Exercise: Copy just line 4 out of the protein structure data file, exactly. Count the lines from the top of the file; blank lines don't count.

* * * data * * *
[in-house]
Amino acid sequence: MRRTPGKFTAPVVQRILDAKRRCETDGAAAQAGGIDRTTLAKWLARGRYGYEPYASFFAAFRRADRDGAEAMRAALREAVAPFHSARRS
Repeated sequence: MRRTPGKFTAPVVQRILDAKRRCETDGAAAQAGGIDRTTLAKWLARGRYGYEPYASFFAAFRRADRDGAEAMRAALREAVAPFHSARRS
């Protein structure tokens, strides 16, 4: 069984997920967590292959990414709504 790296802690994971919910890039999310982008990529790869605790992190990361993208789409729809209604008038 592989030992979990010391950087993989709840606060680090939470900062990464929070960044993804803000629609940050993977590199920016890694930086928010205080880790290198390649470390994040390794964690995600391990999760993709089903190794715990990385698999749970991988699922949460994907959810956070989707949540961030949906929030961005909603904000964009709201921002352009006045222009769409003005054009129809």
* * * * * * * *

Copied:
């Protein structure tokens, strides 16, 4: 069984997920967590292959990414709504 790296802690994971919910890039999310982008990529790869605790992190990361993208789409729809209604008038 592989030992979990010391950087993989709840606060680090939470900062990464929070960044993804803000629609940050993977590199920016890694930086928010205080880790290198390649470390994040390794964690995600391990999760993709089903190794715990990385698999749970991988699922949460994907959810956070989707949540961030949906929030961005909603904000964009709201921002352009006045222009769409003005054009129809």